Anyways. That’s my advice. I was able to pay for my own wedding, buy a house, and buy 2 cars in a single year, mostly on my own, by being careful with these things. Sure, I could have bought the Lexus instead of the Camry and Fit. Sure, I could have bought the beautiful bungalow down the street instead of the fixer-upper we have now. Sure I could have dropped an extra 20k on our wedding. But if I had then I couldn’t have done all the rest of it. And my cars are reliable and comfortable, I love my house, and I’ve been told my wedding was one of the best that my guests had ever been to. And on top of all of this, my wife and I don’t have to sweat money any more than we already do due to her being a PhD student.

Hellkyte

#5 Nope. It’s Not On The Budget

Not having a budget.

Doesn’t matter how much you make. You need a system that enables you to visualize your money.

When you do that, you can really start saving properly.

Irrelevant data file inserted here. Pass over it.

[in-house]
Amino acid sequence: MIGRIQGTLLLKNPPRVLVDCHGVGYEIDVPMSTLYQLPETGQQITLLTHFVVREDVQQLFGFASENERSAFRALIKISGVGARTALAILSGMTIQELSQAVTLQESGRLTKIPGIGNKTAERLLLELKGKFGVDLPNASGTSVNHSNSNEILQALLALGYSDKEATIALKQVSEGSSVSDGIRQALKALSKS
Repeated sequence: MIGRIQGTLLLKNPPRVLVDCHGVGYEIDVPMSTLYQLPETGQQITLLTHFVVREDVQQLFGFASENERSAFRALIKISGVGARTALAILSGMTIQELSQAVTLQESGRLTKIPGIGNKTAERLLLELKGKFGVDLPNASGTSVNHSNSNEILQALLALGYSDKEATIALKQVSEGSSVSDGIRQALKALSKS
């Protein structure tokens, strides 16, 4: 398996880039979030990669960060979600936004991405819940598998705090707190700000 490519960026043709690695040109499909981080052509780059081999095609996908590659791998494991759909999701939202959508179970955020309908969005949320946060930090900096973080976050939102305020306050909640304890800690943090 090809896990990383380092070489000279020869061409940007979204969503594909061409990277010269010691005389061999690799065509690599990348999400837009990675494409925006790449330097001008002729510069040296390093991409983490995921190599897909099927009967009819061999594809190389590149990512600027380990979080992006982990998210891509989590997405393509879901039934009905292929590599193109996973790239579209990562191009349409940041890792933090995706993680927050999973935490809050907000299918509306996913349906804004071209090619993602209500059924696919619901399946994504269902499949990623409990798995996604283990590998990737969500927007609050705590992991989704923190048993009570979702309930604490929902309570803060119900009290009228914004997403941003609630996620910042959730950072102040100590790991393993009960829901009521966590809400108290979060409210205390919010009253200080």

From there it’s easy to move into consistent investing too.

Bennypp

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#4 Rob Peter To Pay Paul

Refinancing a home to pay credit card debt. Turning unsecured debt into secured, are you out of your mind?

#3 I’ll Take The Red One. No, Blue!

Always having a car payment is one of the biggest ones.

A household can easily have 600-700 bucks going out the door on car payments.

Pay the car off, keep it for a while.

ITworksGuys

#2 Do The Math & Brew Your Own

This one coworker buys a large Starbucks mocha something every morning. It’s about $3.75 for each one, times that by five days, times the 52 weeks in a year that is $975.

#1 Tumbleweed Rolling Through Your Savings

Many of the people I work with live pay-check to pay-check and think it’s normal! I couldn’t live like that. I’d have a heart attack!